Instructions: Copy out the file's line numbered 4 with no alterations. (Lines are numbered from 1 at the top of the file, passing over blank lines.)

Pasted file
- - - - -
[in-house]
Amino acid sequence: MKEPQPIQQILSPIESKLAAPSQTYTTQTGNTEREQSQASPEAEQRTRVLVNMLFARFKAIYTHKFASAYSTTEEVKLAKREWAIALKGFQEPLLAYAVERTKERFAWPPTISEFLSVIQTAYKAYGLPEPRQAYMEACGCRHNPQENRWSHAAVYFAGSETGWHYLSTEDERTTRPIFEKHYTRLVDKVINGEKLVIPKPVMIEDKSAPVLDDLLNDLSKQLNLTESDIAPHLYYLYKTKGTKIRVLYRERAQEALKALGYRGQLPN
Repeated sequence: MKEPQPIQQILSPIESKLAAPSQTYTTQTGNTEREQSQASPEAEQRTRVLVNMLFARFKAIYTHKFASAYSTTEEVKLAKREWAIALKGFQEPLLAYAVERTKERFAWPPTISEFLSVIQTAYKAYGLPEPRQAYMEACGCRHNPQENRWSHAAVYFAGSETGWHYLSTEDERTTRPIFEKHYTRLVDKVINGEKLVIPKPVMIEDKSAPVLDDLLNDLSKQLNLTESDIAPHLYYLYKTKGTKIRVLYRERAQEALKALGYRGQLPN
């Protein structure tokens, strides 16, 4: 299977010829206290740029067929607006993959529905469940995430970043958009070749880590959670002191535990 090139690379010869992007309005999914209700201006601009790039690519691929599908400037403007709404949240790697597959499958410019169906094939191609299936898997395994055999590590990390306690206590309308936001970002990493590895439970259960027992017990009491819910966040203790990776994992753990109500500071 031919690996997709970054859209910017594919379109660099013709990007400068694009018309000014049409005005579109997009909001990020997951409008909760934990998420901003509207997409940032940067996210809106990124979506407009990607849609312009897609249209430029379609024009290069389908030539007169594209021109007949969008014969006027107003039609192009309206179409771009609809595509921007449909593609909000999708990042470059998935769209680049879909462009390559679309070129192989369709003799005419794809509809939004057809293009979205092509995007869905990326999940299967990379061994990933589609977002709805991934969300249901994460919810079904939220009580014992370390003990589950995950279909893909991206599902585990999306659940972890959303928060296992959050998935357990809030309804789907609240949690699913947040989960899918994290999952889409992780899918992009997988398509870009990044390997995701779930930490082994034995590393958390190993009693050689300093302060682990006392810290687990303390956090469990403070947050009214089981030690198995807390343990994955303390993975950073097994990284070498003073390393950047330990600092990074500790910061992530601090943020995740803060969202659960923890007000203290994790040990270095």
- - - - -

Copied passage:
């Protein structure tokens, strides 16, 4: 299977010829206290740029067929607006993959529905469940995430970043958009070749880590959670002191535990 090139690379010869992007309005999914209700201006601009790039690519691929599908400037403007709404949240790697597959499958410019169906094939191609299936898997395994055999590590990390306690206590309308936001970002990493590895439970259960027992017990009491819910966040203790990776994992753990109500500071 031919690996997709970054859209910017594919379109660099013709990007400068694009018309000014049409005005579109997009909001990020997951409008909760934990998420901003509207997409940032940067996210809106990124979506407009990607849609312009897609249209430029379609024009290069389908030539007169594209021109007949969008014969006027107003039609192009309206179409771009609809595509921007449909593609909000999708990042470059998935769209680049879909462009390559679309070129192989369709003799005419794809509809939004057809293009979205092509995007869905990326999940299967990379061994990933589609977002709805991934969300249901994460919810079904939220009580014992370390003990589950995950279909893909991206599902585990999306659940972890959303928060296992959050998935357990809030309804789907609240949690699913947040989960899918994290999952889409992780899918992009997988398509870009990044390997995701779930930490082994034995590393958390190993009693050689300093302060682990006392810290687990303390956090469990403070947050009214089981030690198995807390343990994955303390993975950073097994990284070498003073390393950047330990600092990074500790910061992530601090943020995740803060969202659960923890007000203290994790040990270095």